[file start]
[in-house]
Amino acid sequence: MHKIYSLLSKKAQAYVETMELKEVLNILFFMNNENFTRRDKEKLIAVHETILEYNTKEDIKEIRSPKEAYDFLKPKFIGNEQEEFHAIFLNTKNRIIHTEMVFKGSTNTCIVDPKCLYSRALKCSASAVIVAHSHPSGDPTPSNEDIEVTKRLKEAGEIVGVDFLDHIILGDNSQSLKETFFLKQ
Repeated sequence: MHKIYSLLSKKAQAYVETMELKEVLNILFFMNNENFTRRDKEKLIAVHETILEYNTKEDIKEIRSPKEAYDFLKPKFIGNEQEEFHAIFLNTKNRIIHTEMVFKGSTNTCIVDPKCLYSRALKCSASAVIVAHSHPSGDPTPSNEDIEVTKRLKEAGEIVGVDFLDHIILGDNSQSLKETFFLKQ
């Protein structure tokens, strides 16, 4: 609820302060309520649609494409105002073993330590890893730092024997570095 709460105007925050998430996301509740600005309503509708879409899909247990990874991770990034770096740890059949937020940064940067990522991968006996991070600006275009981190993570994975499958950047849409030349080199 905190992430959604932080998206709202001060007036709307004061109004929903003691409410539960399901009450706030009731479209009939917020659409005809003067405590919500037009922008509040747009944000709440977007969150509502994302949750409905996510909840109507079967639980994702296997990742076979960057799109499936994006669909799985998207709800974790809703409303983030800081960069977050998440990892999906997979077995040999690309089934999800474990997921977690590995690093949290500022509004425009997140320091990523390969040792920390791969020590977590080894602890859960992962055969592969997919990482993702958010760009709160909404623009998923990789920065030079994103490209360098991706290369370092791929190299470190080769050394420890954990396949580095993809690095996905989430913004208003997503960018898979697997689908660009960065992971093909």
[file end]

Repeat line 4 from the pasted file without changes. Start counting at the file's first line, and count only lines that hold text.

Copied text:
């Protein structure tokens, strides 16, 4: 609820302060309520649609494409105002073993330590890893730092024997570095 709460105007925050998430996301509740600005309503509708879409899909247990990874991770990034770096740890059949937020940064940067990522991968006996991070600006275009981190993570994975499958950047849409030349080199 905190992430959604932080998206709202001060007036709307004061109004929903003691409410539960399901009450706030009731479209009939917020659409005809003067405590919500037009922008509040747009944000709440977007969150509502994302949750409905996510909840109507079967639980994702296997990742076979960057799109499936994006669909799985998207709800974790809703409303983030800081960069977050998440990892999906997979077995040999690309089934999800474990997921977690590995690093949290500022509004425009997140320091990523390969040792920390791969020590977590080894602890859960992962055969592969997919990482993702958010760009709160909404623009998923990789920065030079994103490209360098991706290369370092791929190299470190080769050394420890954990396949580095993809690095996905989430913004208003997503960018898979697997689908660009960065992971093909």